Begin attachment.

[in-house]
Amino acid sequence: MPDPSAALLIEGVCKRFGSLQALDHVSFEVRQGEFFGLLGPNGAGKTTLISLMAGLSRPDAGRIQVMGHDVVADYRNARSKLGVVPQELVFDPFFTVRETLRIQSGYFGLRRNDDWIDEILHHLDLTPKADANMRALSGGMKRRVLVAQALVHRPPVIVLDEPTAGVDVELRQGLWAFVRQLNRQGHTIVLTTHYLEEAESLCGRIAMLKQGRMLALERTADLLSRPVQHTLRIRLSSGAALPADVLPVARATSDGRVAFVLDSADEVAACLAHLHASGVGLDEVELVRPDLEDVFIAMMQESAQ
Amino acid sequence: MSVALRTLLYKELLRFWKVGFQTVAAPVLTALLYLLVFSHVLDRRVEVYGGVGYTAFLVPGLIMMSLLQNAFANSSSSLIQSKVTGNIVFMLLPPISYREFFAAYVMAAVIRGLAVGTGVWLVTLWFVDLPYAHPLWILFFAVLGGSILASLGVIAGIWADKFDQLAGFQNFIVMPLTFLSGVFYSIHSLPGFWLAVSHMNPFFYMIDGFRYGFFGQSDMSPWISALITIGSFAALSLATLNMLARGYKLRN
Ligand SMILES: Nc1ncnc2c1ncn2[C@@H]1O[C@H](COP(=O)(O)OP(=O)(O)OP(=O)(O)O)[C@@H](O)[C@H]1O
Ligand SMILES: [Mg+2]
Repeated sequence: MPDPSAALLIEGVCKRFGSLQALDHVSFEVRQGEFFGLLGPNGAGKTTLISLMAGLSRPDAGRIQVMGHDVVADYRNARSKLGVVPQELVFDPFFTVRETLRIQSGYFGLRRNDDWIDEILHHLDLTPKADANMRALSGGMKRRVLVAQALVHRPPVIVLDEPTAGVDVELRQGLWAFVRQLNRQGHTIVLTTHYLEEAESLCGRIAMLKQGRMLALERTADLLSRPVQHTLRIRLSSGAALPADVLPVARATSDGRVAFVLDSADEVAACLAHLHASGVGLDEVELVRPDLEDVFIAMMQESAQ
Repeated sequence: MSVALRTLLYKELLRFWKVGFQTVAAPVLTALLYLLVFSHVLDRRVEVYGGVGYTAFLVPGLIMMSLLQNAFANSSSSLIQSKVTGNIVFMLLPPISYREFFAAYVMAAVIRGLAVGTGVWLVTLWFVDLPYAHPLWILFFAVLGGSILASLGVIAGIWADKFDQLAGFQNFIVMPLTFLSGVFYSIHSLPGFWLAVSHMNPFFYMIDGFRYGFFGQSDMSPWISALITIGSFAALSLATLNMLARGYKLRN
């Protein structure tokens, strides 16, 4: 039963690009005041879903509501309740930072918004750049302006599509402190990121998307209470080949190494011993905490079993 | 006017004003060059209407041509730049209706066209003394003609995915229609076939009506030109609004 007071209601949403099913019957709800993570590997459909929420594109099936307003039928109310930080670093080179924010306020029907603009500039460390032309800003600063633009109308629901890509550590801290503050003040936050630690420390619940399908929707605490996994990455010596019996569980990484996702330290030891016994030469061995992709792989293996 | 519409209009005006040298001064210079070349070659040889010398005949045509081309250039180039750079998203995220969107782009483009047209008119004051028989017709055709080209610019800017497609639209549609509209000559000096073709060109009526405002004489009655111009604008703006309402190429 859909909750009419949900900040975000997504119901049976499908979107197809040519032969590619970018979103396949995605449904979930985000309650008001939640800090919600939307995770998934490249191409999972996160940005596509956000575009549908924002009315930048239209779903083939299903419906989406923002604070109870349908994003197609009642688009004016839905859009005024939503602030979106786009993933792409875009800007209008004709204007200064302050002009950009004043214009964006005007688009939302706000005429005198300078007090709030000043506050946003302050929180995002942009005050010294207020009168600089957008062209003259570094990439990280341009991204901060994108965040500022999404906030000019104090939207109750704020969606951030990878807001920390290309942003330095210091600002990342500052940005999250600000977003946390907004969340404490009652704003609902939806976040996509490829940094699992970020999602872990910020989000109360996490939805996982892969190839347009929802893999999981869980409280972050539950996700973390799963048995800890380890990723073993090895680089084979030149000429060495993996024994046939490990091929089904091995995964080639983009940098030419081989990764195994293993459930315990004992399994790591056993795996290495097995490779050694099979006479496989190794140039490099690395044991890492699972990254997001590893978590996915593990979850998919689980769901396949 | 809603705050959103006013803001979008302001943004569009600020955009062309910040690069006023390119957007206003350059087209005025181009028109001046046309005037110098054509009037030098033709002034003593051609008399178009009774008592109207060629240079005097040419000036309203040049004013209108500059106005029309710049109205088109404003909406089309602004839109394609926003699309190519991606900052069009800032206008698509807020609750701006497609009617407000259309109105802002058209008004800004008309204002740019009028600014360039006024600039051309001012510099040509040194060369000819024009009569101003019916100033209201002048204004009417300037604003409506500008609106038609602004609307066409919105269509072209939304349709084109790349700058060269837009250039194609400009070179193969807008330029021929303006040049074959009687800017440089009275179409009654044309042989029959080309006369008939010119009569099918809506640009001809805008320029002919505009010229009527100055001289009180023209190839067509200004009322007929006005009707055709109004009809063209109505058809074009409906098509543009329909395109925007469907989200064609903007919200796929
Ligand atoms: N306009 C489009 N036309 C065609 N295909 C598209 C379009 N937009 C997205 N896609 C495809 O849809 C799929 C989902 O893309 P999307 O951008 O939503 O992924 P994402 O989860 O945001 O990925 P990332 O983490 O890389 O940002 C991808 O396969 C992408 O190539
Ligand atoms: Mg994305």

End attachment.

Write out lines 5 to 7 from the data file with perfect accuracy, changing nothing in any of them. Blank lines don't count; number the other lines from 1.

Ligand SMILES: [Mg+2]
Repeated sequence: MPDPSAALLIEGVCKRFGSLQALDHVSFEVRQGEFFGLLGPNGAGKTTLISLMAGLSRPDAGRIQVMGHDVVADYRNARSKLGVVPQELVFDPFFTVRETLRIQSGYFGLRRNDDWIDEILHHLDLTPKADANMRALSGGMKRRVLVAQALVHRPPVIVLDEPTAGVDVELRQGLWAFVRQLNRQGHTIVLTTHYLEEAESLCGRIAMLKQGRMLALERTADLLSRPVQHTLRIRLSSGAALPADVLPVARATSDGRVAFVLDSADEVAACLAHLHASGVGLDEVELVRPDLEDVFIAMMQESAQ
Repeated sequence: MSVALRTLLYKELLRFWKVGFQTVAAPVLTALLYLLVFSHVLDRRVEVYGGVGYTAFLVPGLIMMSLLQNAFANSSSSLIQSKVTGNIVFMLLPPISYREFFAAYVMAAVIRGLAVGTGVWLVTLWFVDLPYAHPLWILFFAVLGGSILASLGVIAGIWADKFDQLAGFQNFIVMPLTFLSGVFYSIHSLPGFWLAVSHMNPFFYMIDGFRYGFFGQSDMSPWISALITIGSFAALSLATLNMLARGYKLRN